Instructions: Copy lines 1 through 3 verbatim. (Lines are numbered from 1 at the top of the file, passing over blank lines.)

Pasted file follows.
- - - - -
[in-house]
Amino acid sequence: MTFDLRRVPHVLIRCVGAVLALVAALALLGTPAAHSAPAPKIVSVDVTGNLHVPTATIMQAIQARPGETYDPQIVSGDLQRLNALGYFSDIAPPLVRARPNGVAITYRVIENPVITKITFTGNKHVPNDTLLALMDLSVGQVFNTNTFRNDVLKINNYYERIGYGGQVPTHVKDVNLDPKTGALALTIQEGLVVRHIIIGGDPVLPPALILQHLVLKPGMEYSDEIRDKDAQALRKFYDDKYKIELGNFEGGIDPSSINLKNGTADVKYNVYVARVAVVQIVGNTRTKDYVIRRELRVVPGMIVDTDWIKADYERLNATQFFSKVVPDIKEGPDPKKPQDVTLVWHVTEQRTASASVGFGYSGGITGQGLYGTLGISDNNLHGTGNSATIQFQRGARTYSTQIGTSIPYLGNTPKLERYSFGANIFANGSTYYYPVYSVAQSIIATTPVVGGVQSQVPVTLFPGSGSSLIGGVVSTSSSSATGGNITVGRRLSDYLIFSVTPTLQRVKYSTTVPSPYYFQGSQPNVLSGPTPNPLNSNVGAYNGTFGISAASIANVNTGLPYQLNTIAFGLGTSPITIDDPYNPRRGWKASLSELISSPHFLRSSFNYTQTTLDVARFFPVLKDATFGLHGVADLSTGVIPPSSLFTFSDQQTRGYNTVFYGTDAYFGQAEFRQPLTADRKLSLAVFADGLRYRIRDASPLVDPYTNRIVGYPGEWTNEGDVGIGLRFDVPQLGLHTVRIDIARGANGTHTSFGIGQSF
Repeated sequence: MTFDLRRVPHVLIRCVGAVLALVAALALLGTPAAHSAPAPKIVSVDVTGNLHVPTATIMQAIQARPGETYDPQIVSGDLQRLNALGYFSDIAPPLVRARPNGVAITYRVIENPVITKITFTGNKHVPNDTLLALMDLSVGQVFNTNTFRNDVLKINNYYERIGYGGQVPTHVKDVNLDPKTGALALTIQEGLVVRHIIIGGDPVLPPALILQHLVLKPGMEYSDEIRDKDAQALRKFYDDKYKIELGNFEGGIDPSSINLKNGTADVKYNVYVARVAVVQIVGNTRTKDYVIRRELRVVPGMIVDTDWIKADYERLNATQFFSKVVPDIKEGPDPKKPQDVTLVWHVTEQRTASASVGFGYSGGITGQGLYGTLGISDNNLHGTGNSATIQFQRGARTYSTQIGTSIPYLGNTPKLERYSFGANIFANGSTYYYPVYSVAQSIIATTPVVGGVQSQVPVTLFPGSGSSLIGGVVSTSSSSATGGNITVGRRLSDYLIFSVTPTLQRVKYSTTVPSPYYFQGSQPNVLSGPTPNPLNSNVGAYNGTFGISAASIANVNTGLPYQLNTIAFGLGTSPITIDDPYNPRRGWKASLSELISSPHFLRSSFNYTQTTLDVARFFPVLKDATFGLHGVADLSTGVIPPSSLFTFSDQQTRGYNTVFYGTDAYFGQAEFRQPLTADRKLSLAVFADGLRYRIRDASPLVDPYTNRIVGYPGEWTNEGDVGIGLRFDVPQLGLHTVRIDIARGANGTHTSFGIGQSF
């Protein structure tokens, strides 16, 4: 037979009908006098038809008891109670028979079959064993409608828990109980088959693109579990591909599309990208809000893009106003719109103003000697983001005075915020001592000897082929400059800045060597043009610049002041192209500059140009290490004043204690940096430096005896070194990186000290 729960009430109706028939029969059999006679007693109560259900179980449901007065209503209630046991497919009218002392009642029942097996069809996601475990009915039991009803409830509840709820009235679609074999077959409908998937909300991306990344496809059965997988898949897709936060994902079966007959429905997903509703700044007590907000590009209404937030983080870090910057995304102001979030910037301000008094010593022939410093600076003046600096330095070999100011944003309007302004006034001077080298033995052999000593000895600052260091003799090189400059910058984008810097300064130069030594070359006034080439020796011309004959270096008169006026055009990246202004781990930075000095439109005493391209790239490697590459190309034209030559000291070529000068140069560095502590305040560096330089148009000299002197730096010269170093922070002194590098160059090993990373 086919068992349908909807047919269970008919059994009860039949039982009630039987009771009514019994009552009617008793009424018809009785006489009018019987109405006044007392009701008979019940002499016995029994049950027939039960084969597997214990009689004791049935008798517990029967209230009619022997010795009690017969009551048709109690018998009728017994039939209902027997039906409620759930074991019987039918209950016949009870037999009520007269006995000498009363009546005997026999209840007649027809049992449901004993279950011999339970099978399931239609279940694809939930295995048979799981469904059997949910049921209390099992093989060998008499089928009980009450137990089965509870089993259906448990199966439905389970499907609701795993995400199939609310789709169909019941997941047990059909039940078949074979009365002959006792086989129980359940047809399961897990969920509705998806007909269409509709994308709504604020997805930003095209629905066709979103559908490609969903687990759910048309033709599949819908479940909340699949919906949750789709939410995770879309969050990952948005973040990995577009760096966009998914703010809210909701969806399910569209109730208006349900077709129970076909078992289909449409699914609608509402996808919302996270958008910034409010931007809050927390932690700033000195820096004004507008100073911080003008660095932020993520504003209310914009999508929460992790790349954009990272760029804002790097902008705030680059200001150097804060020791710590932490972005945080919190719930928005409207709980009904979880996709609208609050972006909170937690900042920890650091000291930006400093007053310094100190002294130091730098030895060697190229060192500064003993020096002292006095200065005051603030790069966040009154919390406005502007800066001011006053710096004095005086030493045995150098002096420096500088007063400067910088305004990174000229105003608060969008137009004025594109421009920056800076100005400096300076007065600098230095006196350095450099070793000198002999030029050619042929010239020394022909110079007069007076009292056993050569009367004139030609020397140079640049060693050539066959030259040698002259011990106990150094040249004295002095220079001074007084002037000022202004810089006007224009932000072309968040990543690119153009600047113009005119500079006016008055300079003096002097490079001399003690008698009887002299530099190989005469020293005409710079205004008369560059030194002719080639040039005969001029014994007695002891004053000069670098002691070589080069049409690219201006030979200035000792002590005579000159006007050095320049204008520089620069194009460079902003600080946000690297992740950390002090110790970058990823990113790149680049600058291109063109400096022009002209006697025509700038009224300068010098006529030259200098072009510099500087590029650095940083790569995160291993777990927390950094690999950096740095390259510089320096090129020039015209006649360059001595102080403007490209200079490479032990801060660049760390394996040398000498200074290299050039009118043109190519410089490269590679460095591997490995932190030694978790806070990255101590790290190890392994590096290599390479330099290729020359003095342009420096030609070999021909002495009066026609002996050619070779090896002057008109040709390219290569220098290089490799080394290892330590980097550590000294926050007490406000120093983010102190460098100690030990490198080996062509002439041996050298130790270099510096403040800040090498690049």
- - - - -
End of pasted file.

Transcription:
[in-house]
Amino acid sequence: MTFDLRRVPHVLIRCVGAVLALVAALALLGTPAAHSAPAPKIVSVDVTGNLHVPTATIMQAIQARPGETYDPQIVSGDLQRLNALGYFSDIAPPLVRARPNGVAITYRVIENPVITKITFTGNKHVPNDTLLALMDLSVGQVFNTNTFRNDVLKINNYYERIGYGGQVPTHVKDVNLDPKTGALALTIQEGLVVRHIIIGGDPVLPPALILQHLVLKPGMEYSDEIRDKDAQALRKFYDDKYKIELGNFEGGIDPSSINLKNGTADVKYNVYVARVAVVQIVGNTRTKDYVIRRELRVVPGMIVDTDWIKADYERLNATQFFSKVVPDIKEGPDPKKPQDVTLVWHVTEQRTASASVGFGYSGGITGQGLYGTLGISDNNLHGTGNSATIQFQRGARTYSTQIGTSIPYLGNTPKLERYSFGANIFANGSTYYYPVYSVAQSIIATTPVVGGVQSQVPVTLFPGSGSSLIGGVVSTSSSSATGGNITVGRRLSDYLIFSVTPTLQRVKYSTTVPSPYYFQGSQPNVLSGPTPNPLNSNVGAYNGTFGISAASIANVNTGLPYQLNTIAFGLGTSPITIDDPYNPRRGWKASLSELISSPHFLRSSFNYTQTTLDVARFFPVLKDATFGLHGVADLSTGVIPPSSLFTFSDQQTRGYNTVFYGTDAYFGQAEFRQPLTADRKLSLAVFADGLRYRIRDASPLVDPYTNRIVGYPGEWTNEGDVGIGLRFDVPQLGLHTVRIDIARGANGTHTSFGIGQSF
Repeated sequence: MTFDLRRVPHVLIRCVGAVLALVAALALLGTPAAHSAPAPKIVSVDVTGNLHVPTATIMQAIQARPGETYDPQIVSGDLQRLNALGYFSDIAPPLVRARPNGVAITYRVIENPVITKITFTGNKHVPNDTLLALMDLSVGQVFNTNTFRNDVLKINNYYERIGYGGQVPTHVKDVNLDPKTGALALTIQEGLVVRHIIIGGDPVLPPALILQHLVLKPGMEYSDEIRDKDAQALRKFYDDKYKIELGNFEGGIDPSSINLKNGTADVKYNVYVARVAVVQIVGNTRTKDYVIRRELRVVPGMIVDTDWIKADYERLNATQFFSKVVPDIKEGPDPKKPQDVTLVWHVTEQRTASASVGFGYSGGITGQGLYGTLGISDNNLHGTGNSATIQFQRGARTYSTQIGTSIPYLGNTPKLERYSFGANIFANGSTYYYPVYSVAQSIIATTPVVGGVQSQVPVTLFPGSGSSLIGGVVSTSSSSATGGNITVGRRLSDYLIFSVTPTLQRVKYSTTVPSPYYFQGSQPNVLSGPTPNPLNSNVGAYNGTFGISAASIANVNTGLPYQLNTIAFGLGTSPITIDDPYNPRRGWKASLSELISSPHFLRSSFNYTQTTLDVARFFPVLKDATFGLHGVADLSTGVIPPSSLFTFSDQQTRGYNTVFYGTDAYFGQAEFRQPLTADRKLSLAVFADGLRYRIRDASPLVDPYTNRIVGYPGEWTNEGDVGIGLRFDVPQLGLHTVRIDIARGANGTHTSFGIGQSF